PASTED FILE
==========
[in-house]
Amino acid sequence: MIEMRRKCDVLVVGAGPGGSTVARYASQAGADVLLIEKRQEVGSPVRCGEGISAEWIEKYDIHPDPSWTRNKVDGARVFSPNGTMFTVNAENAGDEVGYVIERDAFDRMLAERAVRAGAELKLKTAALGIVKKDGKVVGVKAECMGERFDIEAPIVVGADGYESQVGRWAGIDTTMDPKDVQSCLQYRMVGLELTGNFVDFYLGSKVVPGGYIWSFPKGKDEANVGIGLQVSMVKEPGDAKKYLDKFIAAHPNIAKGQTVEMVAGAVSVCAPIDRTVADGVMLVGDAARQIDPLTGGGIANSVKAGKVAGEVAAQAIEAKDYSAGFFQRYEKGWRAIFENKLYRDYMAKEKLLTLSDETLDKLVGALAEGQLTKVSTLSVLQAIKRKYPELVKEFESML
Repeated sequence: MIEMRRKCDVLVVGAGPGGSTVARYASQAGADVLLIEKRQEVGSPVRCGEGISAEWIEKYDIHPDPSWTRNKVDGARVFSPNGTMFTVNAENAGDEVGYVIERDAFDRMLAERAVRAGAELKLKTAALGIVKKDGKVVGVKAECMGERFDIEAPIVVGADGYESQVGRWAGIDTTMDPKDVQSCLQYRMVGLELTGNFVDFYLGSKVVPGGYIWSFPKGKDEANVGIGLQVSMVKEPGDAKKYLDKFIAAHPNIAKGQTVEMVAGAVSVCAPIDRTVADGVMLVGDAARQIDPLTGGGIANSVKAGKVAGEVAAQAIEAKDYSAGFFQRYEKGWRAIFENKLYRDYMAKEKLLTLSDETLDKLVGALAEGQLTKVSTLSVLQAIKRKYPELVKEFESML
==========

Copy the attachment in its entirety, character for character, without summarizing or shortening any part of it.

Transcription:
[in-house]
Amino acid sequence: MIEMRRKCDVLVVGAGPGGSTVARYASQAGADVLLIEKRQEVGSPVRCGEGISAEWIEKYDIHPDPSWTRNKVDGARVFSPNGTMFTVNAENAGDEVGYVIERDAFDRMLAERAVRAGAELKLKTAALGIVKKDGKVVGVKAECMGERFDIEAPIVVGADGYESQVGRWAGIDTTMDPKDVQSCLQYRMVGLELTGNFVDFYLGSKVVPGGYIWSFPKGKDEANVGIGLQVSMVKEPGDAKKYLDKFIAAHPNIAKGQTVEMVAGAVSVCAPIDRTVADGVMLVGDAARQIDPLTGGGIANSVKAGKVAGEVAAQAIEAKDYSAGFFQRYEKGWRAIFENKLYRDYMAKEKLLTLSDETLDKLVGALAEGQLTKVSTLSVLQAIKRKYPELVKEFESML
Repeated sequence: MIEMRRKCDVLVVGAGPGGSTVARYASQAGADVLLIEKRQEVGSPVRCGEGISAEWIEKYDIHPDPSWTRNKVDGARVFSPNGTMFTVNAENAGDEVGYVIERDAFDRMLAERAVRAGAELKLKTAALGIVKKDGKVVGVKAECMGERFDIEAPIVVGADGYESQVGRWAGIDTTMDPKDVQSCLQYRMVGLELTGNFVDFYLGSKVVPGGYIWSFPKGKDEANVGIGLQVSMVKEPGDAKKYLDKFIAAHPNIAKGQTVEMVAGAVSVCAPIDRTVADGVMLVGDAARQIDPLTGGGIANSVKAGKVAGEVAAQAIEAKDYSAGFFQRYEKGWRAIFENKLYRDYMAKEKLLTLSDETLDKLVGALAEGQLTKVSTLSVLQAIKRKYPELVKEFESML